The potential and perils of ice have changed with time

Mychal Wilmes' father once worked on ice harvesting crews, but Mychal hasn't necessarily enjoyed the same relationship with ice.

Clear ice is partially obscured by snow.
The ice industry once was big business in northern climates.
Courtesy / Pixabay

Harvesting ice was a major industry in the early 1900s before electricity and mechanical refrigeration was widely available in many rural towns and farmsteads.

Dad, who sometimes worked on a harvesting crew, talked about his farmer neighbors getting together for the harvest. It was hard work, but worth it because ice properly stored inside a building and beneath a thick layer of sawdust might last until July 4 and beyond.

Mother, not unlike other housewives, managed without refrigeration. Beef, chicken and pork were canned. She also stored pork chops in a Red Wing crock that was covered in a thick layer of fat.

Rural businesses — the creameries, butcher shops and other businesses that town residents and farmers relied on — depended on the ice harvest and it became a major employment opportunity in communities blessed with nearby rivers and streams.

Farmers during slower winter months joined harvesting crews operated by businesses that commercially sold ice blocks. For example, as many as 70 men were employed to harvest ice in Mankato, Minnesota, in the early 20th century. Men (many of them farmers) could earn as much as $3 per day working from sunup until late in the afternoon.


mychal wilmes.jpg
Mychal Wilmes

The work was hard and dangerous for both horses and humans, and required good equipment. Necessary tools included two-man saws, sturdy tongs to lift the ice blocks, chains, ropes, and horse-drawn plows to clear snow off the ice.

Horses that fell through the ice could be lost while men who slipped in were most often rescued. The ice — monitored for safety by the state — was not inexpensive.

The industry withered and died when rural cooperatives brought electricity to farms and homesteads. Getting rural homes hooked up occasionally met opposition. Some thought the monthly cost was too great, while others were suspicious of its safety and intrusion on traditional ways.

Dad — although ice harvesting was no more — never lost his love for ice fishing, be it with a spear or line. Many days, when the winter sun provided a hint of warmth, were spent fishing with his buddies.

He once lured me to going along when a great ice fishing contest was held on a nearby lake. A big prize would go to the person who caught the biggest fish and other prizes were also given out.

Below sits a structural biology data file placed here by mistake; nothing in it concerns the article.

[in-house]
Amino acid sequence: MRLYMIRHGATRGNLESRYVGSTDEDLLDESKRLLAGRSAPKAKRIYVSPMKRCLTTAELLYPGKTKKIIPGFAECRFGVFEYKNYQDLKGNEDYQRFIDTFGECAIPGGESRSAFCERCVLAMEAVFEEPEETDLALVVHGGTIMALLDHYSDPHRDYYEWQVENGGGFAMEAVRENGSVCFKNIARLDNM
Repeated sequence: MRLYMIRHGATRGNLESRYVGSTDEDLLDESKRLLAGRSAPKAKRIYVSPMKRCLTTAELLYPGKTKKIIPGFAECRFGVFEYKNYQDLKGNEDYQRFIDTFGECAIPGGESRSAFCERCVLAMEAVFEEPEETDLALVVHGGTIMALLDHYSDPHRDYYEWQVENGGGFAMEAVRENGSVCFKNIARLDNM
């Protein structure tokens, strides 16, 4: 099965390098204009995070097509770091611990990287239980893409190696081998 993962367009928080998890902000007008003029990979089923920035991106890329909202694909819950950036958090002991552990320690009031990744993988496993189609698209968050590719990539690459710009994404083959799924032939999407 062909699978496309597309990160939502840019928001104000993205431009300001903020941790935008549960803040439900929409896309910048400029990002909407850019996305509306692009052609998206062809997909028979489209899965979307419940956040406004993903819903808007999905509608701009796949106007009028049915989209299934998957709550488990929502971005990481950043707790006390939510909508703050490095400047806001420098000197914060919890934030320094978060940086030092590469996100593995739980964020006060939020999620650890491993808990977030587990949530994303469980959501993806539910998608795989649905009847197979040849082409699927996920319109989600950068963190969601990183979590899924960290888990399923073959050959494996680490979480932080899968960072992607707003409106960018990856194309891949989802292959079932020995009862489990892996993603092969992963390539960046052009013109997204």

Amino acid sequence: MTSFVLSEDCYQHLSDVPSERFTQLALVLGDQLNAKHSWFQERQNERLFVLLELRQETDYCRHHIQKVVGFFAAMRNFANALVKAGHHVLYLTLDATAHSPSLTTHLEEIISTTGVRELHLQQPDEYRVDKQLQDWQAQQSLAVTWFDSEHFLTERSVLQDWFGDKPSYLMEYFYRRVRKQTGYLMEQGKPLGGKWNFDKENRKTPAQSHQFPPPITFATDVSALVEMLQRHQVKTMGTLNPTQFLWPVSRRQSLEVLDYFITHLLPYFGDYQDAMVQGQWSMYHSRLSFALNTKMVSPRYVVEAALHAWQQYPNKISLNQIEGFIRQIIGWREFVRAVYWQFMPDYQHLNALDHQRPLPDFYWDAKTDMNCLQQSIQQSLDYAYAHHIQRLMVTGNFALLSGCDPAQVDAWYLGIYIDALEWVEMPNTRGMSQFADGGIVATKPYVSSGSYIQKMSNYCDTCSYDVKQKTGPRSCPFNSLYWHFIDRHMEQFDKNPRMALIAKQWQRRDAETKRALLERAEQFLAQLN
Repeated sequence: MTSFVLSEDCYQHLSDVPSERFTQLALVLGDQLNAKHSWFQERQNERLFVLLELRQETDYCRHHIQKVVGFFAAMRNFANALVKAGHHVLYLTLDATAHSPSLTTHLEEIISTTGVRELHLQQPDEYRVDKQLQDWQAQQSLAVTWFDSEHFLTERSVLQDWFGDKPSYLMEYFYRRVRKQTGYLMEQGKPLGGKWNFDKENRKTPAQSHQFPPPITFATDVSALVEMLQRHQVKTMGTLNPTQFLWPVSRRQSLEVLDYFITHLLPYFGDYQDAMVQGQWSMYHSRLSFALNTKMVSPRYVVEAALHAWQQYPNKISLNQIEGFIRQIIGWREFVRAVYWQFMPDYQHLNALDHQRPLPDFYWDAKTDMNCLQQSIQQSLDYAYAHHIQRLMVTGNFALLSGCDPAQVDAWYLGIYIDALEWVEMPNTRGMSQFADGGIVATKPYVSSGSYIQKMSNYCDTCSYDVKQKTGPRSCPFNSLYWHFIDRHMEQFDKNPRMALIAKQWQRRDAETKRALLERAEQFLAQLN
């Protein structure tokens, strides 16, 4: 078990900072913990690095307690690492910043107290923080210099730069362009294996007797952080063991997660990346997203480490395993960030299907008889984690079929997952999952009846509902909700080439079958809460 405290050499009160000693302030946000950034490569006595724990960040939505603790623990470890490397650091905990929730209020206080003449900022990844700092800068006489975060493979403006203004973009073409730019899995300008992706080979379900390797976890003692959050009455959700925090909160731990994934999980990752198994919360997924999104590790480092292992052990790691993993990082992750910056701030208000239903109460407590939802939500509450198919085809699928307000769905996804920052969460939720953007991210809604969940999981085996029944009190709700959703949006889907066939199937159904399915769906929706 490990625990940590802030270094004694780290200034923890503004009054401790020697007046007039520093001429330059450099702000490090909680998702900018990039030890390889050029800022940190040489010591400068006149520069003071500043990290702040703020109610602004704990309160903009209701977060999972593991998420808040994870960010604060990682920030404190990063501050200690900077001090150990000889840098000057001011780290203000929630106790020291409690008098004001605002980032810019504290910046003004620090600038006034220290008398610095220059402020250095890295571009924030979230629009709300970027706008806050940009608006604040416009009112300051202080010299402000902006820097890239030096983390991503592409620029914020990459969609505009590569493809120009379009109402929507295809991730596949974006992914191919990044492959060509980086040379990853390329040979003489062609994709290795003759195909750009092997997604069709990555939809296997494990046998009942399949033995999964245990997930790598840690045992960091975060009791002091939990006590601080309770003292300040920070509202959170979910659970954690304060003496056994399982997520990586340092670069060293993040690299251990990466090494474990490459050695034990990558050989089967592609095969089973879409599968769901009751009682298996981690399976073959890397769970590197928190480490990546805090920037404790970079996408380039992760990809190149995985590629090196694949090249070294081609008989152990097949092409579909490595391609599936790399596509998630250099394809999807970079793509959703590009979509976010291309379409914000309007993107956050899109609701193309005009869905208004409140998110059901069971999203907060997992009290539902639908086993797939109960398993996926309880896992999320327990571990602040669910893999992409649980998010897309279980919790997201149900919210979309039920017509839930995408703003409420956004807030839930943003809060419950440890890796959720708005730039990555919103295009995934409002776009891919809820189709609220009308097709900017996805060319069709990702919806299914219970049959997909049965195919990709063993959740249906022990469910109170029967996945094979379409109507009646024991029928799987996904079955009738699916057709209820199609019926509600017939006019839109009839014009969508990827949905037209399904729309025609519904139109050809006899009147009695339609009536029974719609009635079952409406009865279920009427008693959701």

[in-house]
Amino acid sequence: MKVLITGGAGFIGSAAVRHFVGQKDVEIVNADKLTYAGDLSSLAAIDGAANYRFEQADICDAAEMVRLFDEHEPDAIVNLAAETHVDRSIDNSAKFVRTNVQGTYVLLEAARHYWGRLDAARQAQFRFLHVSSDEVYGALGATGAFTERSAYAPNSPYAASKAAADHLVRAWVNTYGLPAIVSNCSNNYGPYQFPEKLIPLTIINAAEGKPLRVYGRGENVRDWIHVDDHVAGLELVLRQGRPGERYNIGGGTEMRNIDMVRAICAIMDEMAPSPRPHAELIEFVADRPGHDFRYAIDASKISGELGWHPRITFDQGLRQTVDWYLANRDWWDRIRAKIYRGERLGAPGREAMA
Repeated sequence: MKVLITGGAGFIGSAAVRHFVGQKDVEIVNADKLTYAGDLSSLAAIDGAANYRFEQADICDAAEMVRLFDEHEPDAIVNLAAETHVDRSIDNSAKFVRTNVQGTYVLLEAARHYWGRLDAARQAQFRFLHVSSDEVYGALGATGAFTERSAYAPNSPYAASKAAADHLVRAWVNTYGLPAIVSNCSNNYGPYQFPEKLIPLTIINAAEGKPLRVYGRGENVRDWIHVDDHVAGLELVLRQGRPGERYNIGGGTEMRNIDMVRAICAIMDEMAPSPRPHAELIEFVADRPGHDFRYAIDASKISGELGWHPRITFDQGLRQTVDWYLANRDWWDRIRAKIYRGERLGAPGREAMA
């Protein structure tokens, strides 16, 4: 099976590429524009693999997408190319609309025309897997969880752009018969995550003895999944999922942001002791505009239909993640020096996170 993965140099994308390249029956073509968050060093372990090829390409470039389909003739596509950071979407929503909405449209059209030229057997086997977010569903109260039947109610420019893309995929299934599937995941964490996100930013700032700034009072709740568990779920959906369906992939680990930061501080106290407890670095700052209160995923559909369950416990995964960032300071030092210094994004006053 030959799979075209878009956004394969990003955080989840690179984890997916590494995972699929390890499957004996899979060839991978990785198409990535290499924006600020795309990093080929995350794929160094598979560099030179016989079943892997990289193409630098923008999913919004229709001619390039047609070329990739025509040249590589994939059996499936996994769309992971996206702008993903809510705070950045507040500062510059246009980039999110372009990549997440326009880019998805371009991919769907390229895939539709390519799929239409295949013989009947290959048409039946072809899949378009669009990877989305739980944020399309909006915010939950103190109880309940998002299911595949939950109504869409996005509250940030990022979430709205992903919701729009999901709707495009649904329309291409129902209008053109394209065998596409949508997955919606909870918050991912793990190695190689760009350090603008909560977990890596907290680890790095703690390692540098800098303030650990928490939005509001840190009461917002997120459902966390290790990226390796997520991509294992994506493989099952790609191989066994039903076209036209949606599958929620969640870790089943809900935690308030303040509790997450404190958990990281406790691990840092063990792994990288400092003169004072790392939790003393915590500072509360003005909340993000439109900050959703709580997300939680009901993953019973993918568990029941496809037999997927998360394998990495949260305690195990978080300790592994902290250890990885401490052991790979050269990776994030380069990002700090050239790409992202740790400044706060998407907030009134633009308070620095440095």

Mother warned that I would get cold standing around without anything to do. Two pair of socks, newspaper stuffed into three-buckle boots, and a borrowed pair of long johns were no match for the bitter cold.

The car could have provided warmth, but Dad kept the keys in his pocket. He also refused to go until the last prize was awarded. It was the last time I’d accompany him ice fishing. Ice remains an enemy now that Kathy says that winter’s freezing and thawing makes it too risky to take walks around the neighborhood. Even the path to where birds are fed is not without risk.

However, the blue jays, rarely seen cardinals and other species that overwinter here need to eat. The birds compete with ever-present squirrels for space at the table. Seven squirrels chased the birds away the other day, which caused me to yell at them.


The commotion caused Kathy to ask what in the world was going on. I explained that I was just venting frustration about the ravenous squirrels, the cost of bird feed, and the ice on the walkway.

“You need to get a squirrel-proof feeder," she said.

I don’t think such a thing exists.

The late February sun is gathering strength. Kathy — over my objections — has ordered product from the seed catalogs before asking what I intend to plant. It’s much too early to think about that. Two more March blizzards are needed before planting season arrives.

It’s a blue-sky and calm February day with the temperature reaching into the low 30s, which Dad would have spent ice fishing.

Mychal Wilmes is the retired managing editor of Agri News. He lives in West Concord, Minnesota, with his wife, Kathy.

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